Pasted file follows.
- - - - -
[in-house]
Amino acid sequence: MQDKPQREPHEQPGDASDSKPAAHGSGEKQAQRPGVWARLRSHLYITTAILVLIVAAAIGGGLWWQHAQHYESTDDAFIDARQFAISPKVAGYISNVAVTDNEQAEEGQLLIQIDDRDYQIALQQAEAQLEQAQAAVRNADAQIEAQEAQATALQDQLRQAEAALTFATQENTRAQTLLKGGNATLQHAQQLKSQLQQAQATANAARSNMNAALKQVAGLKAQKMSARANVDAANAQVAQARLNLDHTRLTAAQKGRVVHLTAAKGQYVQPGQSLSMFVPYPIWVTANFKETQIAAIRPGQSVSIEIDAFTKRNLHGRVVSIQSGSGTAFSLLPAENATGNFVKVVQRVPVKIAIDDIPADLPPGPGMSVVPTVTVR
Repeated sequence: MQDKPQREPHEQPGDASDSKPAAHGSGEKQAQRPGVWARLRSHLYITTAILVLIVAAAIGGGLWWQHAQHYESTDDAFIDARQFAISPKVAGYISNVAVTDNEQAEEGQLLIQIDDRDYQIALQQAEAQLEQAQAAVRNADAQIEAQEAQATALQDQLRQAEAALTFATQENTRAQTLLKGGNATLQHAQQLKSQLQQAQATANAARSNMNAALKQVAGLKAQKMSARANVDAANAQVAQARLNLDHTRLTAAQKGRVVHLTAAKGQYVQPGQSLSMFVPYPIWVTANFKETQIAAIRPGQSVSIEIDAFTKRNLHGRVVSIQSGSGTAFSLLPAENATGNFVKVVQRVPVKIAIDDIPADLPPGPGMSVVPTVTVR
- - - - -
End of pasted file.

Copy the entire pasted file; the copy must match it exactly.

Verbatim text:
[in-house]
Amino acid sequence: MQDKPQREPHEQPGDASDSKPAAHGSGEKQAQRPGVWARLRSHLYITTAILVLIVAAAIGGGLWWQHAQHYESTDDAFIDARQFAISPKVAGYISNVAVTDNEQAEEGQLLIQIDDRDYQIALQQAEAQLEQAQAAVRNADAQIEAQEAQATALQDQLRQAEAALTFATQENTRAQTLLKGGNATLQHAQQLKSQLQQAQATANAARSNMNAALKQVAGLKAQKMSARANVDAANAQVAQARLNLDHTRLTAAQKGRVVHLTAAKGQYVQPGQSLSMFVPYPIWVTANFKETQIAAIRPGQSVSIEIDAFTKRNLHGRVVSIQSGSGTAFSLLPAENATGNFVKVVQRVPVKIAIDDIPADLPPGPGMSVVPTVTVR
Repeated sequence: MQDKPQREPHEQPGDASDSKPAAHGSGEKQAQRPGVWARLRSHLYITTAILVLIVAAAIGGGLWWQHAQHYESTDDAFIDARQFAISPKVAGYISNVAVTDNEQAEEGQLLIQIDDRDYQIALQQAEAQLEQAQAAVRNADAQIEAQEAQATALQDQLRQAEAALTFATQENTRAQTLLKGGNATLQHAQQLKSQLQQAQATANAARSNMNAALKQVAGLKAQKMSARANVDAANAQVAQARLNLDHTRLTAAQKGRVVHLTAAKGQYVQPGQSLSMFVPYPIWVTANFKETQIAAIRPGQSVSIEIDAFTKRNLHGRVVSIQSGSGTAFSLLPAENATGNFVKVVQRVPVKIAIDDIPADLPPGPGMSVVPTVTVR